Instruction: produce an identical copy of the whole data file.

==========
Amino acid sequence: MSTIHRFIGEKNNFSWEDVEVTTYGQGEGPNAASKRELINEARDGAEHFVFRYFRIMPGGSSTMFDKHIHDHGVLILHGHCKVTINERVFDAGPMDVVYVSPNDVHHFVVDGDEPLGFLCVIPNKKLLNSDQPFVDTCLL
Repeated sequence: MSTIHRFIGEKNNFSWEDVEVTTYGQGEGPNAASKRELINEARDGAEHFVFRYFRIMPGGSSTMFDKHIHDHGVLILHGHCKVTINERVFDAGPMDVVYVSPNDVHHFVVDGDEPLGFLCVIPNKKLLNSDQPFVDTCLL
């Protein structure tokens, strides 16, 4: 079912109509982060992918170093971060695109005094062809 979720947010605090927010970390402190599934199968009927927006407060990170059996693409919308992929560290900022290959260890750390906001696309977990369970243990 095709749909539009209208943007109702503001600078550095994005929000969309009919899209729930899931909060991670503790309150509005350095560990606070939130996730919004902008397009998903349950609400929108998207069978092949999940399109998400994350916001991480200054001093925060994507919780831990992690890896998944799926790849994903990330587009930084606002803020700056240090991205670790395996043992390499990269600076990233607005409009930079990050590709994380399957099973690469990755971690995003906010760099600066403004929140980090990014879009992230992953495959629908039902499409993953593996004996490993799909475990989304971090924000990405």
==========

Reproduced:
Amino acid sequence: MSTIHRFIGEKNNFSWEDVEVTTYGQGEGPNAASKRELINEARDGAEHFVFRYFRIMPGGSSTMFDKHIHDHGVLILHGHCKVTINERVFDAGPMDVVYVSPNDVHHFVVDGDEPLGFLCVIPNKKLLNSDQPFVDTCLL
Repeated sequence: MSTIHRFIGEKNNFSWEDVEVTTYGQGEGPNAASKRELINEARDGAEHFVFRYFRIMPGGSSTMFDKHIHDHGVLILHGHCKVTINERVFDAGPMDVVYVSPNDVHHFVVDGDEPLGFLCVIPNKKLLNSDQPFVDTCLL
């Protein structure tokens, strides 16, 4: 079912109509982060992918170093971060695109005094062809 979720947010605090927010970390402190599934199968009927927006407060990170059996693409919308992929560290900022290959260890750390906001696309977990369970243990 095709749909539009209208943007109702503001600078550095994005929000969309009919899209729930899931909060991670503790309150509005350095560990606070939130996730919004902008397009998903349950609400929108998207069978092949999940399109998400994350916001991480200054001093925060994507919780831990992690890896998944799926790849994903990330587009930084606002803020700056240090991205670790395996043992390499990269600076990233607005409009930079990050590709994380399957099973690469990755971690995003906010760099600066403004929140980090990014879009992230992953495959629908039902499409993953593996004996490993799909475990989304971090924000990405």